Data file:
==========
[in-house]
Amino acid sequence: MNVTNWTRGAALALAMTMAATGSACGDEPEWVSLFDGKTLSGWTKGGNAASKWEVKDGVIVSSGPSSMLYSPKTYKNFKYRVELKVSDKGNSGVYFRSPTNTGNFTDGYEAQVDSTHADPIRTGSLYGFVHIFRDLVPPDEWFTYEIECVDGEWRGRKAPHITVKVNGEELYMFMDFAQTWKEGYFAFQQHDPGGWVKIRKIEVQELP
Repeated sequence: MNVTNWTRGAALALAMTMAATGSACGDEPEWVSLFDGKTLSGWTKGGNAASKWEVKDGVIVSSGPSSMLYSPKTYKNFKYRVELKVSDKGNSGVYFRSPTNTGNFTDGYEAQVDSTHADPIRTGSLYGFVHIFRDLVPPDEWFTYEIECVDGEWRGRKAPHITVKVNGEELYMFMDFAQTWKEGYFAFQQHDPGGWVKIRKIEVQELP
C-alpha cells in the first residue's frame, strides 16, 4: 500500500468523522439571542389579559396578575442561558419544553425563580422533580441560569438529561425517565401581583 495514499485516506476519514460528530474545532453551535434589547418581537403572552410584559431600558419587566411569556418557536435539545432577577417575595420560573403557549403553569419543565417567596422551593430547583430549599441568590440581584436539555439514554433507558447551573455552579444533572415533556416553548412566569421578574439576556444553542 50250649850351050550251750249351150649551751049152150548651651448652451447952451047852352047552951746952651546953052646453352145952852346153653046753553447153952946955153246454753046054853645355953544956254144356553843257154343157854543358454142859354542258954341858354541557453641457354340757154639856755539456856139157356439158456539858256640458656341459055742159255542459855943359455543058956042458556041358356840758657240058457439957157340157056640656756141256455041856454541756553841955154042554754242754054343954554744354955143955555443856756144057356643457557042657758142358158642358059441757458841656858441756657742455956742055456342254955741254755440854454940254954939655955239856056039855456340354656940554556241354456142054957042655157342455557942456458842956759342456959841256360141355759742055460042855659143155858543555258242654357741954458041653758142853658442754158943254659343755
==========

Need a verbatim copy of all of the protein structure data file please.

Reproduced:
[in-house]
Amino acid sequence: MNVTNWTRGAALALAMTMAATGSACGDEPEWVSLFDGKTLSGWTKGGNAASKWEVKDGVIVSSGPSSMLYSPKTYKNFKYRVELKVSDKGNSGVYFRSPTNTGNFTDGYEAQVDSTHADPIRTGSLYGFVHIFRDLVPPDEWFTYEIECVDGEWRGRKAPHITVKVNGEELYMFMDFAQTWKEGYFAFQQHDPGGWVKIRKIEVQELP
Repeated sequence: MNVTNWTRGAALALAMTMAATGSACGDEPEWVSLFDGKTLSGWTKGGNAASKWEVKDGVIVSSGPSSMLYSPKTYKNFKYRVELKVSDKGNSGVYFRSPTNTGNFTDGYEAQVDSTHADPIRTGSLYGFVHIFRDLVPPDEWFTYEIECVDGEWRGRKAPHITVKVNGEELYMFMDFAQTWKEGYFAFQQHDPGGWVKIRKIEVQELP
C-alpha cells in the first residue's frame, strides 16, 4: 500500500468523522439571542389579559396578575442561558419544553425563580422533580441560569438529561425517565401581583 495514499485516506476519514460528530474545532453551535434589547418581537403572552410584559431600558419587566411569556418557536435539545432577577417575595420560573403557549403553569419543565417567596422551593430547583430549599441568590440581584436539555439514554433507558447551573455552579444533572415533556416553548412566569421578574439576556444553542 50250649850351050550251750249351150649551751049152150548651651448652451447952451047852352047552951746952651546953052646453352145952852346153653046753553447153952946955153246454753046054853645355953544956254144356553843257154343157854543358454142859354542258954341858354541557453641457354340757154639856755539456856139157356439158456539858256640458656341459055742159255542459855943359455543058956042458556041358356840758657240058457439957157340157056640656756141256455041856454541756553841955154042554754242754054343954554744354955143955555443856756144057356643457557042657758142358158642358059441757458841656858441756657742455956742055456342254955741254755440854454940254954939655955239856056039855456340354656940554556241354456142054957042655157342455557942456458842956759342456959841256360141355759742055460042855659143155858543555258242654357741954458041653758142853658442754158943254659343755